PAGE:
Whether making a replacement or bringing in new talent, the cost of hiring an employee is more than you might think.
For the last month or two, Joe has been having some significant performance issues that never existed before. He's coming into the office late, missing deadlines, and turning in shoddy work. His manager has had one conversation with him, but Joe continues to come up short. The manager believes Joe's performance can improve but insists that the time and energy necessary to do this will cost too much in lost revenue. But is the cost of hiring an employee to replace Joe less than the cost of lost revenue?
The short answer is, probably not. That's because the cost of hiring an employee includes a lot more than just wages. In addition to annual salary, you've also got to consider the cost of recruiting, benefits, payroll taxes, and training, to say nothing of other potential costs.
New hire versus replacement
A new hire is someone who you hire to add to your existing staff, whereas a replacement is someone hired to fill an open position that was previously filled.
New hires tend to cost more than replacements for a couple of reasons. The first is that a new hire means additional costs, not replacement costs. So right off the bat, you have to add the new hire's salary, benefits, and taxes to the ledger. Combined with other hiring costs, you're talking about up to three times the base salary to hire that new employee.
Replacements aren't much cheaper. That's because even though the salary, benefits, and taxes are replacements, the other hiring costs still exist and must be calculated when determining the cost to replace the employee.
Breaking down the costs
So what is the cost of hiring a new employee? For new hires, plan to spend up to three times the employee's base salary. For replacements, expect to spend roughly 20% of the employee's base salary. Here's how the costs break down:
This cost varies significantly, but for illustrative purposes, let's say the annual salary is $50,000.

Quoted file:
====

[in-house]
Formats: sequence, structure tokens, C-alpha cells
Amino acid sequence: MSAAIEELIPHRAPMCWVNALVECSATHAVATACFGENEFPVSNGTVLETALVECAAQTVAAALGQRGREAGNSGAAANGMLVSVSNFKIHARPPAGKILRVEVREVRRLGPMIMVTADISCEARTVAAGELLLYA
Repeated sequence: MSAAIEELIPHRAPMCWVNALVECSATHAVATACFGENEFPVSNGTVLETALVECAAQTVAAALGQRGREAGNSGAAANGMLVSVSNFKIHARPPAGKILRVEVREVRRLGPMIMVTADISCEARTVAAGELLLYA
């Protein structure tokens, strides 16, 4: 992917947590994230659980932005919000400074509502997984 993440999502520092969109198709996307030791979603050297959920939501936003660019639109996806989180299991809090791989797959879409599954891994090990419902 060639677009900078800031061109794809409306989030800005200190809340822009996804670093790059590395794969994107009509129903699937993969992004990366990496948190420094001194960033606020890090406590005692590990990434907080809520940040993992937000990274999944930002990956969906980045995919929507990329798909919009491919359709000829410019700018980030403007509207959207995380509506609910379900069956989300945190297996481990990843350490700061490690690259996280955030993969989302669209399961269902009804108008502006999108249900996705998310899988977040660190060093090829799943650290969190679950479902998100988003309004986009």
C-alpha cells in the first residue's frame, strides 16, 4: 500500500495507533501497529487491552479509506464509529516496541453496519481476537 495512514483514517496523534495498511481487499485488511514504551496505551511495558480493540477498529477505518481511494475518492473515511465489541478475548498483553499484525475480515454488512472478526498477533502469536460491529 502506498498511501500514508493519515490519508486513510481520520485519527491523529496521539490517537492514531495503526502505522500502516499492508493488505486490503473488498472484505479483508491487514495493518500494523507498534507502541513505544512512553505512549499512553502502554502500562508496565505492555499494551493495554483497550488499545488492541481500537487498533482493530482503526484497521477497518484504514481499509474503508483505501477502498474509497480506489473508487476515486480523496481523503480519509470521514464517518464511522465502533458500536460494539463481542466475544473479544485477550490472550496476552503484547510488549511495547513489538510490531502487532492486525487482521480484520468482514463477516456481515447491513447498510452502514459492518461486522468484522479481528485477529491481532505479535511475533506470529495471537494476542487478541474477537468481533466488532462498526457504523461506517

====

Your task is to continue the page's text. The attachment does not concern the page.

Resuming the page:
Depending on whether or not your company subsidizes any portion of health care, insurance for a new employee can run up to $5,000 per year. Let's assume 50% subsidy and say the cost is $2,500 per year.
This figure is roughly 7% of the employee's base salary. In the example we're using, that's $3,500 per year.
Advertising alone runs just under $1,000, to say nothing of whether or not you use a third party recruiting agency, which will usually cost 20% of the employee's base salary. That figure drops if you use an in-house recruiter, but the pay, benefits, and taxes for that recruiter will add into the cost. Let's ballpark this one at $10,000.
The approximate cost of training a new employee is somewhere around $1,000, but that's assuming it only takes a week for the employee to learn enough to take over a job completely.
So for these five foreseeable expenses, the cost of hiring an employee in this situation would be $67,000—or 1.3 times the employee's base salary.
Other potential costs
There are other expenses you have to factor in as well. If this is a replacement situation, you have to consider the cost of lost productivity and morale amongst remaining employees. The exiting employee might have a severance package, plus the cost of unemployment insurance. For a new hire, there may be travel or relocation fees, sign-on bonuses, and background/drug screening costs. That $67,000 can quickly turn into $75,000 or even $80,000.
When should I hire a new employee?
Let's return to Joe. In the case of an underperforming employee who still shows potential, it makes much more sense to foot the bill for training than to make a hasty replacement. $10,000 is a lot less than $67,000.
Of course, sometimes a replacement can't be avoided. If an employee just isn't hitting the mark and you've done everything you can to engage them, you'll likely have to invest in a replacement hire. Just make sure that you've done all you can to save the employee first. It may seem easier and cheaper to cut ties and start with a fresh face, but the cost of replacement is much higher than the cost of managing the employee to success.
Employee or contractor?
When new headcount is needed, you might consider hiring an independent contractor. An independent contractor is an individual who owns an LLC or other registered corporation and who receives payment through accounts payable and then gets a 1099 at the end of the year instead of a W2.
These individuals generally should work offsite and use their own equipment since they aren't employees of your company. This option can be much cheaper because you save money on health insurance as well as on payroll taxes since the individual is responsible for their own payroll taxes.
In short, be prudent with any hiring decisions. The cost of hiring an employee usually outweighs the cost of keeping someone around and always exceeds the cost of a contractor. If you don't need the headcount, then wait. If you can get by without replacing a role, give it a shot. You'll be saving yourself a whole lot more than an annual salary.
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What costs have you incurred when hiring new employees? Share your experiences in the comments below.